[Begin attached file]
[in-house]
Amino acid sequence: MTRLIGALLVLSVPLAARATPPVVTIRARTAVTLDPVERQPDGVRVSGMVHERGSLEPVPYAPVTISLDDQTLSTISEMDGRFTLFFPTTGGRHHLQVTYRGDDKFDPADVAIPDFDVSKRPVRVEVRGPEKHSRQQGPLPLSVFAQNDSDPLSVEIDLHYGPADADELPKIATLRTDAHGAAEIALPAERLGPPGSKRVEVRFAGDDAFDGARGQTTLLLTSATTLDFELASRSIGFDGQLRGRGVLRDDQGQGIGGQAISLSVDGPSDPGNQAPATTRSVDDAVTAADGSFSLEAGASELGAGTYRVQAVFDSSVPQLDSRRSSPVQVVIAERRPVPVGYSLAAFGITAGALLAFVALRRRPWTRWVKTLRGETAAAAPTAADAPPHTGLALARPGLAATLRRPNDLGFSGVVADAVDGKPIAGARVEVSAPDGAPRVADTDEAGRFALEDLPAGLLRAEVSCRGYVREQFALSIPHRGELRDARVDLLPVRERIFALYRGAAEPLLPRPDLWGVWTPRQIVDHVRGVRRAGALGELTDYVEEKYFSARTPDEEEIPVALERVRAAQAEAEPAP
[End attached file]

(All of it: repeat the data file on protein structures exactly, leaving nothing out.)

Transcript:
[in-house]
Amino acid sequence: MTRLIGALLVLSVPLAARATPPVVTIRARTAVTLDPVERQPDGVRVSGMVHERGSLEPVPYAPVTISLDDQTLSTISEMDGRFTLFFPTTGGRHHLQVTYRGDDKFDPADVAIPDFDVSKRPVRVEVRGPEKHSRQQGPLPLSVFAQNDSDPLSVEIDLHYGPADADELPKIATLRTDAHGAAEIALPAERLGPPGSKRVEVRFAGDDAFDGARGQTTLLLTSATTLDFELASRSIGFDGQLRGRGVLRDDQGQGIGGQAISLSVDGPSDPGNQAPATTRSVDDAVTAADGSFSLEAGASELGAGTYRVQAVFDSSVPQLDSRRSSPVQVVIAERRPVPVGYSLAAFGITAGALLAFVALRRRPWTRWVKTLRGETAAAAPTAADAPPHTGLALARPGLAATLRRPNDLGFSGVVADAVDGKPIAGARVEVSAPDGAPRVADTDEAGRFALEDLPAGLLRAEVSCRGYVREQFALSIPHRGELRDARVDLLPVRERIFALYRGAAEPLLPRPDLWGVWTPRQIVDHVRGVRRAGALGELTDYVEEKYFSARTPDEEEIPVALERVRAAQAEAEPAP